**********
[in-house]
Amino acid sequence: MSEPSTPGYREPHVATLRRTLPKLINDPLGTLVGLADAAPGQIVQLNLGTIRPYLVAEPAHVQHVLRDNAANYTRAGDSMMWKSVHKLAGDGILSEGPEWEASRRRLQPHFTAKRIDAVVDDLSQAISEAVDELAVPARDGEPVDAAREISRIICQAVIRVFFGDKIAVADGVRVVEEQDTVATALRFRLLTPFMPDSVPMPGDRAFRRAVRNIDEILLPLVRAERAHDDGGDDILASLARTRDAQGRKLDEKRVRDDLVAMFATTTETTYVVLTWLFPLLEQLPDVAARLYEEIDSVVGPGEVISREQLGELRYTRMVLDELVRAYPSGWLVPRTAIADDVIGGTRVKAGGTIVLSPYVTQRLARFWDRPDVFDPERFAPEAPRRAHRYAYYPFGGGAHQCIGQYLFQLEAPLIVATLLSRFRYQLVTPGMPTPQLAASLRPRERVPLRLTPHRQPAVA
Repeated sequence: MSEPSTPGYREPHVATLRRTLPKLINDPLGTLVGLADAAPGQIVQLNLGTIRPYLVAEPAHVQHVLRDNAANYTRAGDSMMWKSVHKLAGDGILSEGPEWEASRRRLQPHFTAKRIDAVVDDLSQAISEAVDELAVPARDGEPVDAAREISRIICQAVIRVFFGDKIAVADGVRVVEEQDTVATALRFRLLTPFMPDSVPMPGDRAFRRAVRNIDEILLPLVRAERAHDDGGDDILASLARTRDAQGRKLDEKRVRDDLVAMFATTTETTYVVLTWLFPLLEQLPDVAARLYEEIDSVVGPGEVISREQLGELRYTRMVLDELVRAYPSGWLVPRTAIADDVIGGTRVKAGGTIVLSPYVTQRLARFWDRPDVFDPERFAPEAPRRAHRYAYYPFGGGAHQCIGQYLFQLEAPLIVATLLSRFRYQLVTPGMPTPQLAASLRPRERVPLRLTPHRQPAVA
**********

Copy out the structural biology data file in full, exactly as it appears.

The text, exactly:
[in-house]
Amino acid sequence: MSEPSTPGYREPHVATLRRTLPKLINDPLGTLVGLADAAPGQIVQLNLGTIRPYLVAEPAHVQHVLRDNAANYTRAGDSMMWKSVHKLAGDGILSEGPEWEASRRRLQPHFTAKRIDAVVDDLSQAISEAVDELAVPARDGEPVDAAREISRIICQAVIRVFFGDKIAVADGVRVVEEQDTVATALRFRLLTPFMPDSVPMPGDRAFRRAVRNIDEILLPLVRAERAHDDGGDDILASLARTRDAQGRKLDEKRVRDDLVAMFATTTETTYVVLTWLFPLLEQLPDVAARLYEEIDSVVGPGEVISREQLGELRYTRMVLDELVRAYPSGWLVPRTAIADDVIGGTRVKAGGTIVLSPYVTQRLARFWDRPDVFDPERFAPEAPRRAHRYAYYPFGGGAHQCIGQYLFQLEAPLIVATLLSRFRYQLVTPGMPTPQLAASLRPRERVPLRLTPHRQPAVA
Repeated sequence: MSEPSTPGYREPHVATLRRTLPKLINDPLGTLVGLADAAPGQIVQLNLGTIRPYLVAEPAHVQHVLRDNAANYTRAGDSMMWKSVHKLAGDGILSEGPEWEASRRRLQPHFTAKRIDAVVDDLSQAISEAVDELAVPARDGEPVDAAREISRIICQAVIRVFFGDKIAVADGVRVVEEQDTVATALRFRLLTPFMPDSVPMPGDRAFRRAVRNIDEILLPLVRAERAHDDGGDDILASLARTRDAQGRKLDEKRVRDDLVAMFATTTETTYVVLTWLFPLLEQLPDVAARLYEEIDSVVGPGEVISREQLGELRYTRMVLDELVRAYPSGWLVPRTAIADDVIGGTRVKAGGTIVLSPYVTQRLARFWDRPDVFDPERFAPEAPRRAHRYAYYPFGGGAHQCIGQYLFQLEAPLIVATLLSRFRYQLVTPGMPTPQLAASLRPRERVPLRLTPHRQPAVA